The Leon County Commission recently adopted the proposed Electric Vehicle (EV) Ready Ordinance.
The purpose of the ordinance is to facilitate the use of EVs and further establish a convenient, cost-effective electric vehicle infrastructure that will also accommodate future technological advancement county-wide.
The ordinance was adopted in a 5-1 vote with Commissioner Bill Proctor in opposition and Commissioner Jimbo Jackson out of chambers.
The new rule will apply to all residential and commercial developments and includes the following:
-For townhomes or multifamily development providing more than three individual units and containing separate garages, EV readiness would consist of a 240-volt outlet within the garage available for future use.
-For multifamily units with surface parking lots or multi-level parking garages, EV readiness would consist of the electrical capacity for a future charging station installed for 10% of the required parking spaces.
-For commercial development with over 25 parking spaces, EV readiness would consist of the electrical capacity for a future charging station installed for 10% of the required parking spaces.
For most construction projects, EV readiness is estimated to add about $500 – $700 at the point of construction to install the necessary electrical capacity and conduit to a single charging station location.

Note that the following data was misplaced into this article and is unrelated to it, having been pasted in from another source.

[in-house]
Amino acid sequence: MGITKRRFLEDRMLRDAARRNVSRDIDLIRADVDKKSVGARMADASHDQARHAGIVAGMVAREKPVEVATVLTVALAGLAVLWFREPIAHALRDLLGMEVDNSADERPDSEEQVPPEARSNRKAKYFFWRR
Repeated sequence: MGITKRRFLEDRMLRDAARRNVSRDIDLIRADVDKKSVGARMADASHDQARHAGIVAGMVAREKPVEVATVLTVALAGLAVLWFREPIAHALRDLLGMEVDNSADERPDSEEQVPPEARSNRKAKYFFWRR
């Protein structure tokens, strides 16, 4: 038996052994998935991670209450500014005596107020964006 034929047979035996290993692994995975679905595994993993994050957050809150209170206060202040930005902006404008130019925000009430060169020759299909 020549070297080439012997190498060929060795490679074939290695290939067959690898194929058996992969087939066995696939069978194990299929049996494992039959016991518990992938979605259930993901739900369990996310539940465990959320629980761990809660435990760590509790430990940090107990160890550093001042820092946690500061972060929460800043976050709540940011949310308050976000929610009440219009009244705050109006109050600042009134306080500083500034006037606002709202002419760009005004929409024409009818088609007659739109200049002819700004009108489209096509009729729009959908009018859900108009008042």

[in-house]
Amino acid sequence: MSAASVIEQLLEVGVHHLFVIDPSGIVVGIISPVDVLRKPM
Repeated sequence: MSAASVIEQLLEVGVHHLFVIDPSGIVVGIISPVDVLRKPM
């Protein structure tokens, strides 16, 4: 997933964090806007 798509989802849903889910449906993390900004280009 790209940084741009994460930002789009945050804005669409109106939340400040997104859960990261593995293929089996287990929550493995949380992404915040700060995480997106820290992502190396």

Many commissioners, including Commissioner Rick Minor, were highly enthusiastic about the new ordinance. Minor told WFSU that he has high hopes “that in three to four years, these thresholds might be too low” and that the commission can reevaluate and increase the thresholds.
The commission discussed how necessary EV infrastructure is and that the lack of charging infrastructure is a primary reason citizens do not adopt EVs. It is estimated that installing the charging hook-ups or stations during construction saves 75% in retrofit costs after the fact.
All but one commissioner in attendance supported the ordinance. Proctor, as previously mentioned, was against the rule, “Equity would be better served if the language was inclusive of Commissioner Jackson’s district and Commissioner Proctor’s district.”
Proctor went on to cite the various locations of current charging stations. He noted that all of the stations are located on the north side. Proctor indicated that he would not support the changes in the ordinance because he believes it is not equitable.
Ultimately, the ordinance passed in a 5-1 vote.